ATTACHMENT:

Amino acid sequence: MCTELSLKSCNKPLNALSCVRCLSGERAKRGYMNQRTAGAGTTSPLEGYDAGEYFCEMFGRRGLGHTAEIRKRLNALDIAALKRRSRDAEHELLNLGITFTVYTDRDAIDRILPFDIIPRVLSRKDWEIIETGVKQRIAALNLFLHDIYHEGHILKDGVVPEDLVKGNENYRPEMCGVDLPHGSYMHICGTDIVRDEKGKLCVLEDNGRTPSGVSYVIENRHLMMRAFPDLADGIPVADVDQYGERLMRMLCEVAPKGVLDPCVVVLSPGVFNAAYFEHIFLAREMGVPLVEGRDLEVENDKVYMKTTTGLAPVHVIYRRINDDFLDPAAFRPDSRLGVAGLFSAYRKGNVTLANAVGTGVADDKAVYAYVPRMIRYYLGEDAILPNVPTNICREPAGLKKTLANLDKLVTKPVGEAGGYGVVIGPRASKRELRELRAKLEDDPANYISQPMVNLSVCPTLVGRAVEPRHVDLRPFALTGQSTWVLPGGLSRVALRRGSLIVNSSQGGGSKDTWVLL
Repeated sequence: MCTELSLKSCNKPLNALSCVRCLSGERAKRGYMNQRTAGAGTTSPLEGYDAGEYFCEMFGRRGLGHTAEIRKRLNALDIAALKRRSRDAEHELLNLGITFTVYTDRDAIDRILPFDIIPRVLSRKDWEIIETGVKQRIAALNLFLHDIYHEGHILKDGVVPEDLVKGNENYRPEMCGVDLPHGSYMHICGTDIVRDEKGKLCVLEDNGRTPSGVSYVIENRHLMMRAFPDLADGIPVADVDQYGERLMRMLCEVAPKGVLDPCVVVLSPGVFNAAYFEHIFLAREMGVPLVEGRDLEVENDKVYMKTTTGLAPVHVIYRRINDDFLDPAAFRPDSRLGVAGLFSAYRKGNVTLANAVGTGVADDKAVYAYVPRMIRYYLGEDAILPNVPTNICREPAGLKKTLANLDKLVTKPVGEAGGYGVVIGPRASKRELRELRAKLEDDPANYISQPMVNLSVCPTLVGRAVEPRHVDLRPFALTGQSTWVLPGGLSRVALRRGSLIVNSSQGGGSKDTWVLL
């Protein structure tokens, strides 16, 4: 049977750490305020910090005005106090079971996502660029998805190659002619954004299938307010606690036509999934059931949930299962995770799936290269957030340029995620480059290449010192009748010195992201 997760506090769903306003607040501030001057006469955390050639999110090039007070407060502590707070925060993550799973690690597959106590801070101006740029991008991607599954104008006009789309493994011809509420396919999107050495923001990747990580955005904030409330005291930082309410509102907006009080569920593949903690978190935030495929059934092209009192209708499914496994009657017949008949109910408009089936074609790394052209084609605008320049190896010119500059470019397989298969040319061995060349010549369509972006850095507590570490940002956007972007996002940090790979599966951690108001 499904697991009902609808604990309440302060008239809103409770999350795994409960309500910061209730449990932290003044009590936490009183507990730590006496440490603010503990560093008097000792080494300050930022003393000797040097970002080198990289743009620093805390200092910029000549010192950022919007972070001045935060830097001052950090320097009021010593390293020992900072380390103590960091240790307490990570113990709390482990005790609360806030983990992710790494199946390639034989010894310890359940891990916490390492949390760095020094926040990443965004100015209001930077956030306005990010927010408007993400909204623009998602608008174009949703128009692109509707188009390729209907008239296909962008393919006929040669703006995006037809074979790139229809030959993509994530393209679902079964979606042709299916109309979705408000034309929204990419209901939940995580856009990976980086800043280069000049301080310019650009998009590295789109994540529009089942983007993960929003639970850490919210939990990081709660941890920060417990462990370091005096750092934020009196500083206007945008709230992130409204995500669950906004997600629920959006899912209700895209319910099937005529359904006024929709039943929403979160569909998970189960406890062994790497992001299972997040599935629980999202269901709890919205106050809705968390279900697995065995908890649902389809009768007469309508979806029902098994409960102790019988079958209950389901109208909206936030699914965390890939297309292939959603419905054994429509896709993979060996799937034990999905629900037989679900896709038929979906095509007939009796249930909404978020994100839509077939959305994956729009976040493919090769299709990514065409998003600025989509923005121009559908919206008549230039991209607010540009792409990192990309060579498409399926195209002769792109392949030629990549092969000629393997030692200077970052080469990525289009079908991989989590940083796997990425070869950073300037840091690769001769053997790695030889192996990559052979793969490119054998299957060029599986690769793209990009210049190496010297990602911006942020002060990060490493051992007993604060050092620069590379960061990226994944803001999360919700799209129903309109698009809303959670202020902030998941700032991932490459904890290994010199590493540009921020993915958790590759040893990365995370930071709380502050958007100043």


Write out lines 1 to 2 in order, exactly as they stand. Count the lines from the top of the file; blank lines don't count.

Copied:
Amino acid sequence: MCTELSLKSCNKPLNALSCVRCLSGERAKRGYMNQRTAGAGTTSPLEGYDAGEYFCEMFGRRGLGHTAEIRKRLNALDIAALKRRSRDAEHELLNLGITFTVYTDRDAIDRILPFDIIPRVLSRKDWEIIETGVKQRIAALNLFLHDIYHEGHILKDGVVPEDLVKGNENYRPEMCGVDLPHGSYMHICGTDIVRDEKGKLCVLEDNGRTPSGVSYVIENRHLMMRAFPDLADGIPVADVDQYGERLMRMLCEVAPKGVLDPCVVVLSPGVFNAAYFEHIFLAREMGVPLVEGRDLEVENDKVYMKTTTGLAPVHVIYRRINDDFLDPAAFRPDSRLGVAGLFSAYRKGNVTLANAVGTGVADDKAVYAYVPRMIRYYLGEDAILPNVPTNICREPAGLKKTLANLDKLVTKPVGEAGGYGVVIGPRASKRELRELRAKLEDDPANYISQPMVNLSVCPTLVGRAVEPRHVDLRPFALTGQSTWVLPGGLSRVALRRGSLIVNSSQGGGSKDTWVLL
Repeated sequence: MCTELSLKSCNKPLNALSCVRCLSGERAKRGYMNQRTAGAGTTSPLEGYDAGEYFCEMFGRRGLGHTAEIRKRLNALDIAALKRRSRDAEHELLNLGITFTVYTDRDAIDRILPFDIIPRVLSRKDWEIIETGVKQRIAALNLFLHDIYHEGHILKDGVVPEDLVKGNENYRPEMCGVDLPHGSYMHICGTDIVRDEKGKLCVLEDNGRTPSGVSYVIENRHLMMRAFPDLADGIPVADVDQYGERLMRMLCEVAPKGVLDPCVVVLSPGVFNAAYFEHIFLAREMGVPLVEGRDLEVENDKVYMKTTTGLAPVHVIYRRINDDFLDPAAFRPDSRLGVAGLFSAYRKGNVTLANAVGTGVADDKAVYAYVPRMIRYYLGEDAILPNVPTNICREPAGLKKTLANLDKLVTKPVGEAGGYGVVIGPRASKRELRELRAKLEDDPANYISQPMVNLSVCPTLVGRAVEPRHVDLRPFALTGQSTWVLPGGLSRVALRRGSLIVNSSQGGGSKDTWVLL